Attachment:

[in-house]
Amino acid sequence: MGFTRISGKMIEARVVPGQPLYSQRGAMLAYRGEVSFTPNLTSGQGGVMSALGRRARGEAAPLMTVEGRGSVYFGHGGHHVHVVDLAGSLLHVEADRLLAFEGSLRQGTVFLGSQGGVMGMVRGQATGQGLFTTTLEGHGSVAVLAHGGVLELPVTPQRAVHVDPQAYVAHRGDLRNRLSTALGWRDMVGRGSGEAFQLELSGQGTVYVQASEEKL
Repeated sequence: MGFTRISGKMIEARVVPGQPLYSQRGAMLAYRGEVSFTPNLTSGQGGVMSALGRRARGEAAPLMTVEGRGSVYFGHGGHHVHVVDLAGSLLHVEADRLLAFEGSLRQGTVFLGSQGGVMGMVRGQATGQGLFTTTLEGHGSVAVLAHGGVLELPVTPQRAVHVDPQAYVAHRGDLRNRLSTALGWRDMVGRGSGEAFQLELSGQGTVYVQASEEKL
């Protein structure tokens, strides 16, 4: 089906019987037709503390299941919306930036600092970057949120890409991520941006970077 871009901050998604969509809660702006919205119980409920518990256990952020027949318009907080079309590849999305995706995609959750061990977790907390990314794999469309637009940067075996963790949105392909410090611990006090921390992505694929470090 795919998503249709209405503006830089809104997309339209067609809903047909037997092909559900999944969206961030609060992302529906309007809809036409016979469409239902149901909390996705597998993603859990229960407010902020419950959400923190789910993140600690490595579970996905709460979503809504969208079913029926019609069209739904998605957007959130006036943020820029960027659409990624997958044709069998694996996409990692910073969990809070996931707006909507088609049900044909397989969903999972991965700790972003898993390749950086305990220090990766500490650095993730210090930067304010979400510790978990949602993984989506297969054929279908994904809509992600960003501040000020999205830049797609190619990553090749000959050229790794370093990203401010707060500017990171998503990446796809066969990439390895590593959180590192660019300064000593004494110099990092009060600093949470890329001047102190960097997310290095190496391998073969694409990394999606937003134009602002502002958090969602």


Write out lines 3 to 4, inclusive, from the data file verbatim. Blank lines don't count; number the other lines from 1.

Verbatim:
Repeated sequence: MGFTRISGKMIEARVVPGQPLYSQRGAMLAYRGEVSFTPNLTSGQGGVMSALGRRARGEAAPLMTVEGRGSVYFGHGGHHVHVVDLAGSLLHVEADRLLAFEGSLRQGTVFLGSQGGVMGMVRGQATGQGLFTTTLEGHGSVAVLAHGGVLELPVTPQRAVHVDPQAYVAHRGDLRNRLSTALGWRDMVGRGSGEAFQLELSGQGTVYVQASEEKL
């Protein structure tokens, strides 16, 4: 089906019987037709503390299941919306930036600092970057949120890409991520941006970077 871009901050998604969509809660702006919205119980409920518990256990952020027949318009907080079309590849999305995706995609959750061990977790907390990314794999469309637009940067075996963790949105392909410090611990006090921390992505694929470090 795919998503249709209405503006830089809104997309339209067609809903047909037997092909559900999944969206961030609060992302529906309007809809036409016979469409239902149901909390996705597998993603859990229960407010902020419950959400923190789910993140600690490595579970996905709460979503809504969208079913029926019609069209739904998605957007959130006036943020820029960027659409990624997958044709069998694996996409990692910073969990809070996931707006909507088609049900044909397989969903999972991965700790972003898993390749950086305990220090990766500490650095993730210090930067304010979400510790978990949602993984989506297969054929279908994904809509992600960003501040000020999205830049797609190619990553090749000959050229790794370093990203401010707060500017990171998503990446796809066969990439390895590593959180590192660019300064000593004494110099990092009060600093949470890329001047102190960097997310290095190496391998073969694409990394999606937003134009602002502002958090969602």